KODIAK (AP) -- A coalition of conservation groups has filed suit in federal court against the National Marine Fisheries Service, saying the agency is violating the Marine Mammal Protection Act by not taking steps to reduce bycatch in Alaska commercial fisheries.
But federal officials say there really isn't a problem with mortality of marine mammals in commercial fisheries in Alaska.
Generally, said Doug DeMaster, director of the NOAA Alaska Fisheries Science Center in Washington, the stocks are large, and the way that people fish does not result in a lot of mortality. The National Oceanic and Atmospheric Administration is the parent of the NMFS.
The conservation groups filed suit in federal court in California Aug. 13. Plaintiffs are the Center for Biological Diversity, Turtle Island Restoration Network, and Oceana.
The lawsuit asks the court to declare NMFS in violation of the law for failing to develop and implement marine mammal take reduction plans for fisheries which NMFS has designated as frequently or occasionally interacting with ''strategic'' marine mammals.
A ''strategic'' marine mammal species is one listed as depleted under the marine mammal act, or as endangered or threatened under the Endangered Species Act.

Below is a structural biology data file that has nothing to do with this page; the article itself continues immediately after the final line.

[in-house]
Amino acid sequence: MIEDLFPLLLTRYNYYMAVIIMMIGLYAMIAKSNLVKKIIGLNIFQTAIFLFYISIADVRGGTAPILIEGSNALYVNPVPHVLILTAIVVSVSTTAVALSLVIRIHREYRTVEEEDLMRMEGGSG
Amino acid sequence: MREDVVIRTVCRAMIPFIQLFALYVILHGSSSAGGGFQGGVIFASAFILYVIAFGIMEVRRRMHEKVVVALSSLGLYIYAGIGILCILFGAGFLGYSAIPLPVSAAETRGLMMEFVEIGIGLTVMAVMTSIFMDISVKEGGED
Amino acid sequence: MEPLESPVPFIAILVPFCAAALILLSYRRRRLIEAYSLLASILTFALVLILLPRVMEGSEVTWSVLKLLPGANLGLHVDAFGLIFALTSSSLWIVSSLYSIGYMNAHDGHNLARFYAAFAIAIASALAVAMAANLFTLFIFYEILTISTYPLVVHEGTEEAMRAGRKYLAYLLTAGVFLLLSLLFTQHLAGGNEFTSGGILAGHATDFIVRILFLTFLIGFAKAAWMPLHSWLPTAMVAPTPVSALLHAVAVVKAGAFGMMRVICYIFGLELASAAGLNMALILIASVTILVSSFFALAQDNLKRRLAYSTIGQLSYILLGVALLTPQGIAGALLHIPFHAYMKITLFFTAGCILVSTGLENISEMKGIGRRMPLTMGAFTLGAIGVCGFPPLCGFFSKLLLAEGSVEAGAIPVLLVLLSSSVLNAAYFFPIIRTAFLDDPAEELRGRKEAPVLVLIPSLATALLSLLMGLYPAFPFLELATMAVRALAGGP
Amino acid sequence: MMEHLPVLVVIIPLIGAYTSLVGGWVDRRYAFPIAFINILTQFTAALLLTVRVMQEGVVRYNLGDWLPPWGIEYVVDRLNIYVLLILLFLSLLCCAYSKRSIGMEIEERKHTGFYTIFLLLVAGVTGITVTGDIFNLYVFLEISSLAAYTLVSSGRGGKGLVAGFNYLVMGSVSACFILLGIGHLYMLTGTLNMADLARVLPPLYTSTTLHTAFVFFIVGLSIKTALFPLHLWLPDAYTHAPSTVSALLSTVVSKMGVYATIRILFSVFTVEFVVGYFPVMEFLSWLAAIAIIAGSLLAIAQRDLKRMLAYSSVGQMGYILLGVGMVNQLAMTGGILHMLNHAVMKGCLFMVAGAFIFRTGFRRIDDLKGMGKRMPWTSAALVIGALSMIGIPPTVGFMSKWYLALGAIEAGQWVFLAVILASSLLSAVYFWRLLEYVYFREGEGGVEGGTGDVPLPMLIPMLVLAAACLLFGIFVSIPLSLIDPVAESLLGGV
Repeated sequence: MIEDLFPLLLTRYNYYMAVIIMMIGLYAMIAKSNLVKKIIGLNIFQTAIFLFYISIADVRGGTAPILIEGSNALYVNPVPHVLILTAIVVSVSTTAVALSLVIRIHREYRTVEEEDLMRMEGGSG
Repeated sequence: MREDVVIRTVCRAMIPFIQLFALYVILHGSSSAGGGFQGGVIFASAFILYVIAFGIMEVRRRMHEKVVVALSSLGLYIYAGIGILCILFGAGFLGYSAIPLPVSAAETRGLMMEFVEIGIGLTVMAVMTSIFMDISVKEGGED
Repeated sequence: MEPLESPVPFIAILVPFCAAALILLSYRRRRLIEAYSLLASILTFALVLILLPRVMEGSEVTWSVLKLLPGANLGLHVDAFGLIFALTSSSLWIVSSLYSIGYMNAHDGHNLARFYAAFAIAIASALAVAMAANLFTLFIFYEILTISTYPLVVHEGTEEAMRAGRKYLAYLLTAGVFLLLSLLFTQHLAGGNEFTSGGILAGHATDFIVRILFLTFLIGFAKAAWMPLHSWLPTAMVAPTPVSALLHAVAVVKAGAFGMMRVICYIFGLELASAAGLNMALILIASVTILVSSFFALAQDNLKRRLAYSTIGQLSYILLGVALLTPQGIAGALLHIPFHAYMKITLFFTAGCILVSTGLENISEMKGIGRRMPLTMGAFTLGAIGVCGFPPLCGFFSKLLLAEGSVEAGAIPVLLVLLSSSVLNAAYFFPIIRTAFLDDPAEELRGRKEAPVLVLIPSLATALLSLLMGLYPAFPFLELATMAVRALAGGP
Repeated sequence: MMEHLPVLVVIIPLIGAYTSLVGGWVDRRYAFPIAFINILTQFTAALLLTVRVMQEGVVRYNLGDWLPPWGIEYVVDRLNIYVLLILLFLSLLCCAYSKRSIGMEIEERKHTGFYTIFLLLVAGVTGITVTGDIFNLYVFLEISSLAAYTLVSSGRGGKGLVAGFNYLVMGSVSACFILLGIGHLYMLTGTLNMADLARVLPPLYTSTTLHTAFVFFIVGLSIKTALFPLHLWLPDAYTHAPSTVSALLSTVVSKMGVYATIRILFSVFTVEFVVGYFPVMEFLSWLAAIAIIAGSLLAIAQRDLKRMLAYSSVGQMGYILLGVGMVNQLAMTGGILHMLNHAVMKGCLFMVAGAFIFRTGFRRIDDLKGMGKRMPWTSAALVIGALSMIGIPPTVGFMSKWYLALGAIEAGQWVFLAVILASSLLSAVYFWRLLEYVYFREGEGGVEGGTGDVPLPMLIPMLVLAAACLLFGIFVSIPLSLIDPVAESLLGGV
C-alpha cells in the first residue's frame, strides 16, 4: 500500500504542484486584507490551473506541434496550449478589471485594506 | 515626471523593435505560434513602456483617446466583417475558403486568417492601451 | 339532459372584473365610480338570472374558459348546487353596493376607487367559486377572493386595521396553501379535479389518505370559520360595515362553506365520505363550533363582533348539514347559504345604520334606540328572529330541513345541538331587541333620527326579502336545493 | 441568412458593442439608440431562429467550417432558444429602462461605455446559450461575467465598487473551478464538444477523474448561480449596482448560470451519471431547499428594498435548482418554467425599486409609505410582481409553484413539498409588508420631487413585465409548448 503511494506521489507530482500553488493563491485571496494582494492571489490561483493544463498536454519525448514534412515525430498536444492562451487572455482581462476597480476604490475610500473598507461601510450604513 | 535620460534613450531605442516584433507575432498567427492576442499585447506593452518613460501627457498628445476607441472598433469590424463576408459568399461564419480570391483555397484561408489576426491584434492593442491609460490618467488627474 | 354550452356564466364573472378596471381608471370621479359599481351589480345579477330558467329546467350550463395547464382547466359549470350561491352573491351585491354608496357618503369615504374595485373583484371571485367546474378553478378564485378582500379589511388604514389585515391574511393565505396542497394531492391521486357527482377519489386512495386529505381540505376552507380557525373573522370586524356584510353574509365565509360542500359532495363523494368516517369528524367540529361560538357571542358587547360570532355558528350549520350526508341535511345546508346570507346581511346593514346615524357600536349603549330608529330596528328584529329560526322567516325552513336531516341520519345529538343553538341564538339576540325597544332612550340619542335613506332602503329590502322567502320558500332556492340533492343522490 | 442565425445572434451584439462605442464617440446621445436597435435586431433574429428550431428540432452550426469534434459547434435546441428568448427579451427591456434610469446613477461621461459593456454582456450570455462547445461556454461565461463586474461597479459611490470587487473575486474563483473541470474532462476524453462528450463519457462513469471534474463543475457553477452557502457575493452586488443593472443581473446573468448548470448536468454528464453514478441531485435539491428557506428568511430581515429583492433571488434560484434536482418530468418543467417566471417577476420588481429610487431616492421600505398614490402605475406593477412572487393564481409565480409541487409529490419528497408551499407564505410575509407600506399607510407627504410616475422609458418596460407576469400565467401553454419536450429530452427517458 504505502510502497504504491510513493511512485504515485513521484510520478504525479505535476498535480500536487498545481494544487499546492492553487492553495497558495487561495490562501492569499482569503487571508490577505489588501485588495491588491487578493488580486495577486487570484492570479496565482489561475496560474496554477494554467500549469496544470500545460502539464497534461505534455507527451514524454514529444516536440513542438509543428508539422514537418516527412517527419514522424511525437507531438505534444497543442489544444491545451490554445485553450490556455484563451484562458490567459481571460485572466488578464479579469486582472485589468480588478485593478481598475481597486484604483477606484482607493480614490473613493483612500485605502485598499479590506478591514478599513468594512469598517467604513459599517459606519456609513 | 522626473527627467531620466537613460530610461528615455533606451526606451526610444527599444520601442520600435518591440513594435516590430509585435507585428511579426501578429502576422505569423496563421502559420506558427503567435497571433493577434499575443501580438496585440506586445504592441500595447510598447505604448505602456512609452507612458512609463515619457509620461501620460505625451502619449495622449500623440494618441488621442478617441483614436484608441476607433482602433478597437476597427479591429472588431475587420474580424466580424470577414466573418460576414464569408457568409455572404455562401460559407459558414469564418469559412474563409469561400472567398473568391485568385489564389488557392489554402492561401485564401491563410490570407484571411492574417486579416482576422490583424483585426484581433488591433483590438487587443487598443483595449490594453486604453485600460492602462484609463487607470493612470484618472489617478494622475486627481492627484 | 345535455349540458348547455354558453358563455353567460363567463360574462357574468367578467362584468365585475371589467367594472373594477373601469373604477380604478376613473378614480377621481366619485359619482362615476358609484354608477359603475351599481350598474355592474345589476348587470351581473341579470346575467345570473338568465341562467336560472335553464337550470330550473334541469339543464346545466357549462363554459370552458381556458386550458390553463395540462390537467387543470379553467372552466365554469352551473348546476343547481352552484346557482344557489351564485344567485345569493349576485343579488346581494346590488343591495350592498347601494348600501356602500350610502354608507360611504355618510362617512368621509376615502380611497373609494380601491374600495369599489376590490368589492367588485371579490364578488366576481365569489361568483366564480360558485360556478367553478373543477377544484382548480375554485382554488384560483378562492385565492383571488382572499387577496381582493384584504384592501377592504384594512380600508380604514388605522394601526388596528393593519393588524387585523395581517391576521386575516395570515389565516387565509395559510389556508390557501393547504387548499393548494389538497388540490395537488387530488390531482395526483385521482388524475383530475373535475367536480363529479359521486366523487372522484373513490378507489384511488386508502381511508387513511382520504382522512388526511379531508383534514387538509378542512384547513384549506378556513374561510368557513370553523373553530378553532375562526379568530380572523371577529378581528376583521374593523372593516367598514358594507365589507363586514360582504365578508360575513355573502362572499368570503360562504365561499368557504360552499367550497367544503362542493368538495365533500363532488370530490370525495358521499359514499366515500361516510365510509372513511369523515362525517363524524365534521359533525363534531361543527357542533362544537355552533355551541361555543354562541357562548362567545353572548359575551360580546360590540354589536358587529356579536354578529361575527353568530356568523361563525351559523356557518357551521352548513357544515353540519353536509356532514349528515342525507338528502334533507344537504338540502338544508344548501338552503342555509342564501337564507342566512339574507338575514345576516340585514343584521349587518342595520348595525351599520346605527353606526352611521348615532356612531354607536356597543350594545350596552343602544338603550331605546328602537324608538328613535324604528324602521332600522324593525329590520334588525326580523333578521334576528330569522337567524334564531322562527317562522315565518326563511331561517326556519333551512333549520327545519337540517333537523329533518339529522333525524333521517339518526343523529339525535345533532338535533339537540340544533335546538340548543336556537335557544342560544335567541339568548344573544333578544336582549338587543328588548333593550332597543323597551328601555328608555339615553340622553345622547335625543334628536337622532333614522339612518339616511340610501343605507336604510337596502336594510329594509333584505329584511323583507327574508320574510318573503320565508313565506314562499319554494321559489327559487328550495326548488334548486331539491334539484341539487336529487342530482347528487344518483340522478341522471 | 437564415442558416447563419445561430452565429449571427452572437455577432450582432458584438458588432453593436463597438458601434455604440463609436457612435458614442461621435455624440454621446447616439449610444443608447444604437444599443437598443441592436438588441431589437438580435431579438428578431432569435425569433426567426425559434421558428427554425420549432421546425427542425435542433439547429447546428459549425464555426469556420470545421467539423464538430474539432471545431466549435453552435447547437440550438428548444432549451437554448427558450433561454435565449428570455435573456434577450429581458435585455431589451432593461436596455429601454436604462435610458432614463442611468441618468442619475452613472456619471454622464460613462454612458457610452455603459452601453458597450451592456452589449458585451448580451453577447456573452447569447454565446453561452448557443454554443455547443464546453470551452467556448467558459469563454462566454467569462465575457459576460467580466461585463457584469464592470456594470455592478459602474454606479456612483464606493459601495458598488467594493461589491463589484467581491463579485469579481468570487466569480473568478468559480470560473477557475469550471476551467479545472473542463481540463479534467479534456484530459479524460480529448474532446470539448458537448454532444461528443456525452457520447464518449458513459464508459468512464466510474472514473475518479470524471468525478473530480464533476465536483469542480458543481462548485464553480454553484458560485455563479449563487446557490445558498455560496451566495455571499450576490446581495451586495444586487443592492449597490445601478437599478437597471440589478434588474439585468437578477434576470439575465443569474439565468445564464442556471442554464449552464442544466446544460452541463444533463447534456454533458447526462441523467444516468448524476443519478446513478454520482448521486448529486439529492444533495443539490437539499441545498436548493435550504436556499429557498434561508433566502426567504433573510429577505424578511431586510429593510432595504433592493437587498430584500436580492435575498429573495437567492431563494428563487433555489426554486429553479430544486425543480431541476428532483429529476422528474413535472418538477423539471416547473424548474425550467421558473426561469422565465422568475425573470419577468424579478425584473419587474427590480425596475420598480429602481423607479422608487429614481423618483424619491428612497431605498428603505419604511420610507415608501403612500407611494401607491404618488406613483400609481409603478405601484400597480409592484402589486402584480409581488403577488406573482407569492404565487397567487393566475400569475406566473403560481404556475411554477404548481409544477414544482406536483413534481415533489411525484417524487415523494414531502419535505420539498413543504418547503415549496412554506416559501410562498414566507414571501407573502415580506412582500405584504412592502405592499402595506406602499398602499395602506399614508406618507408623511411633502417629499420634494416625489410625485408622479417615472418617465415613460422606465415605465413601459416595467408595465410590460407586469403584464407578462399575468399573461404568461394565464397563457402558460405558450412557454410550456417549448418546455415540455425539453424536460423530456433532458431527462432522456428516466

Alaska fisheries involved Bristol Bay salmon, Cook Inlet salmon, Aleutian Islands and Alaska Peninsula salmon, Prince William Sound salmon, and Southeast Alaska salmon.
According to plaintiff attorney George J. Mannina, the plaintiffs want the court to order NMFS to develop and implement take reduction plans. Mannina said plaintiffs are also asking the court to direct the fisheries service to complete a report required by the Marine Mammal Protection Act on the progress being made by all commercial fisheries in achieving the goal of reducing marine mammal incidental mortality and serious injury to levels approaching zero. That report was due in April 1998.
''We asked the agency to develop a take reduction team: diverse stakeholder groups that work together to try to reduce the catching of marine mammals in commercial fishing gear,'' said Charlotte Gray, marine wildlife scientist with Oceana. ''That is the aim of the complaint and of the lawsuit, to get these species addressed through take reduction teams and plan to reduce the mortality of these animals.''
NMFS Lab Director Robert Otto said the lawsuit was counterproductive.
''It is a matter of taking people that would otherwise be applying their minds to solving the problems of marine mammals, rather than having to spend all of their time and thousands of dollars in travel dealing with lawsuits,'' he said.
''It is very unlikely that anything will ever come out of this that is significant, but they will have won a moral victory; they forced us to do this. The bottom line is, a lot of this stuff is probably counterproductive relative to the environment and the resources involved.''
Peninsula Clarion ©2015. All Rights Reserved.